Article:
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“They can’t bring themselves to address the sense of broken loyalty between them”

Most Green Lantern fans have been patiently looking forward to the eventual reunion between Sinestro and Hal Jordan since Geoff Johns concluded his run with Green Lantern #20.  Cullen Bunn answers the call by bringing the Green Lantern Corps leader into issue five of Sinestro, not only providing us with all the great interactions readers have come to expect from these two iconic characters but also answering the question that most of us have been wondering, what happened to Parallax?

Bunn does a superb job in having Sinestro question himself at first, thinking that Jordan is nothing more than a residual effect of the Paling.  Once that misconception is out of the way the fun really begins as these two  best frenemies pick things up right where they left off, albeit with the passing of time to have formed new scabs on old wounds.  The dialogue is sharp and it’s clear that the time spent apart since they two became partners near the end of Johns’ run has put them both in a place where the what friendship they have has taken a backseat to the roles they find themselves in now.  
While Dale Eaglesham’s pencils look great this issue, the clear star is Cullen Bunn’s dialogue.
Dez’s observation is spot on
There are a few moments that lighten the tone of the issue, most humorously is Hal’s labeling of Rigen Kale as Danzig Lantern, noting the similarity in his appearance to Glenn Danzig from the heavy metal group Danzig.   While they provide a few moments of brevity this issue is clearly a character piece which is designed to show how Sinestro has evolved since that wonderful moment when he called Jordan by his first name.  I suspect few readers will have figured out where Parallax disappeared to and the revelation here is well played, taking everyone by surprise and elevating Sinestro significantly as a character. The dialogue between the two is very, very well written and the added observation that Dez Trevious makes illustrates that Bunn has clearly done his homework.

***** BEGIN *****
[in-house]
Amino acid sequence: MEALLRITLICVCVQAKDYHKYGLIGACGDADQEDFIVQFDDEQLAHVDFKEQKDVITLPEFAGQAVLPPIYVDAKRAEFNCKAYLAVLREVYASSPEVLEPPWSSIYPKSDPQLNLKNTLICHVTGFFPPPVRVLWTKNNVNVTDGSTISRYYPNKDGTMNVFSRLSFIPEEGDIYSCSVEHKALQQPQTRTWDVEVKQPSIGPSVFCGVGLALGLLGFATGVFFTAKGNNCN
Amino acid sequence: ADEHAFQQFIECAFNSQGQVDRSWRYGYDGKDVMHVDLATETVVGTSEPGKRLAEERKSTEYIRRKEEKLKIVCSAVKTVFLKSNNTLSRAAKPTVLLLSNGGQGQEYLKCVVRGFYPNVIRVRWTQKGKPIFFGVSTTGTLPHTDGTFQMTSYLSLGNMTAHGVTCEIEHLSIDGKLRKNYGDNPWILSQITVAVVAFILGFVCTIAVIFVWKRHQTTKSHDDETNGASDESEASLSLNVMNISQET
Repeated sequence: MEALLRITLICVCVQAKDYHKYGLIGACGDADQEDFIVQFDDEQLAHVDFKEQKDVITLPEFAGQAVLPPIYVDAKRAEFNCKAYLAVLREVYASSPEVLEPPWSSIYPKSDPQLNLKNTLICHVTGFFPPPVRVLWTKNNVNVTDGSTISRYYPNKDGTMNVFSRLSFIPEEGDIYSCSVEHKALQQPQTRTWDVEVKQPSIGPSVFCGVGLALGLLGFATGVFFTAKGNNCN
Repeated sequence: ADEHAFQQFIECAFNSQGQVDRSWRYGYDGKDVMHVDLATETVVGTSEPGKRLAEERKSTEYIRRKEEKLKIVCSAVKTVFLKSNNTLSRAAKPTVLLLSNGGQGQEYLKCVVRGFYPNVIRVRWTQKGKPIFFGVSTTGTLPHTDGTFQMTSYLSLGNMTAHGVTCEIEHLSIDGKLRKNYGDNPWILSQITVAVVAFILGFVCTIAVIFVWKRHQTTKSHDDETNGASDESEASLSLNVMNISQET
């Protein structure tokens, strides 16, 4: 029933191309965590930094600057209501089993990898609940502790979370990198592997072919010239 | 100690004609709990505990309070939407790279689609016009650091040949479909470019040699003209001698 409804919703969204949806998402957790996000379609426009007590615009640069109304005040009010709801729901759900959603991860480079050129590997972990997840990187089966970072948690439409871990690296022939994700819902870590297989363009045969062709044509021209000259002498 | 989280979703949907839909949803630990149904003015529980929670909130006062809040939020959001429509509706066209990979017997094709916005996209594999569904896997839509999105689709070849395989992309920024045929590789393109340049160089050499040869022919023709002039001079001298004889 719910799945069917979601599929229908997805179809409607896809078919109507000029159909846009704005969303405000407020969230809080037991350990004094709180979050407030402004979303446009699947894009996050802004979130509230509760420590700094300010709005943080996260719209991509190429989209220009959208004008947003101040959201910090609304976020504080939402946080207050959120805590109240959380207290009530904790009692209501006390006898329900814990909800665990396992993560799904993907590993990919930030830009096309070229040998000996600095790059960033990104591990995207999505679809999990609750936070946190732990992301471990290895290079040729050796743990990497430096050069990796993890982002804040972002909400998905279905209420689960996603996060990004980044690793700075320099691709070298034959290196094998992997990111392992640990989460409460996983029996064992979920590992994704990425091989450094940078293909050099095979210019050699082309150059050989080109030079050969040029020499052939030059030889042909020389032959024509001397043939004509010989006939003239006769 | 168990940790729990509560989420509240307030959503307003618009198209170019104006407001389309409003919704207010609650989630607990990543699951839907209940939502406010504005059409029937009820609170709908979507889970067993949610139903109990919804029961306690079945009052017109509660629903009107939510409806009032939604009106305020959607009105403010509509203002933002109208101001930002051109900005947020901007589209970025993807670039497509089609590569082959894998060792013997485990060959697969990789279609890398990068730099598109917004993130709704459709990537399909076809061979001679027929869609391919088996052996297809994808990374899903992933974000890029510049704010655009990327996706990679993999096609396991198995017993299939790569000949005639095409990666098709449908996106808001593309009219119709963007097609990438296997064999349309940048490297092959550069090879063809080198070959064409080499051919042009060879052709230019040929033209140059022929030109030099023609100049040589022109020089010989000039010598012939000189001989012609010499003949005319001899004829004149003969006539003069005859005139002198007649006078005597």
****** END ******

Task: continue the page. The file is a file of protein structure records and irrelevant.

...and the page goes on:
What doesn’t work for me is Hal’s portrayal once we get the big reveal and he is once again faced with the entity of Fear.  One of the biggest mistakes writers have when they bring a guest star into a book is to lessen the guest in order to elevate the star of the book, and in my opinion Bunn falls into that trap of making Sinestro look good at the expense of Hal Jordan in a way which compromises the character.  This is, after all, the guy who stood toe to toe with Parallax in Green Lantern: Rebirth and commanded Nekron all on his lonesome when Volthoom was at his peak.  While I’d fully expect Hal to have a difficult time of it against a Parallax in fine form I think it’s quite a stretch to think that he’d fall so quickly and react so poorly given that Parallax isn’t even in full-on taunt mode here.  I realize that Bunn has to wrap the issue up to make way for next month’s event, however the rushed nature of the reveal and the fast sprint to the end of the issue weakened what could have been one of the most talked about Green Lantern moments of the year.  I ended up wishing that this could have been given the extra page count that an annual would have allowed for and in the end it affected my overall impression of the issue.
Dale Eaglesham’s work on this issue retains the classic look we’ve come to expect.  While there is a panel where a power ring goes missing the issue is visually easy on the eyes.  Sinestro looks far less muscle bound than in the past, providing the visual counterpoint to Hal’s more physical nature.  His take on Parallax is more feline in nature which artistically alludes to the entity’s new status quo as a more of a pet that has no apparent free will.  
Sinestro #5 is fantastic issue in terms of Cullen Bunn’s insightful dialogue and unexpected revelation about Parallax’s current state.  Unfortunately is loses a bit of appeal for me based on how poorly I think the issue was wrapped up and turns an issue that I would have given five lanterns into one that gets four out of five.

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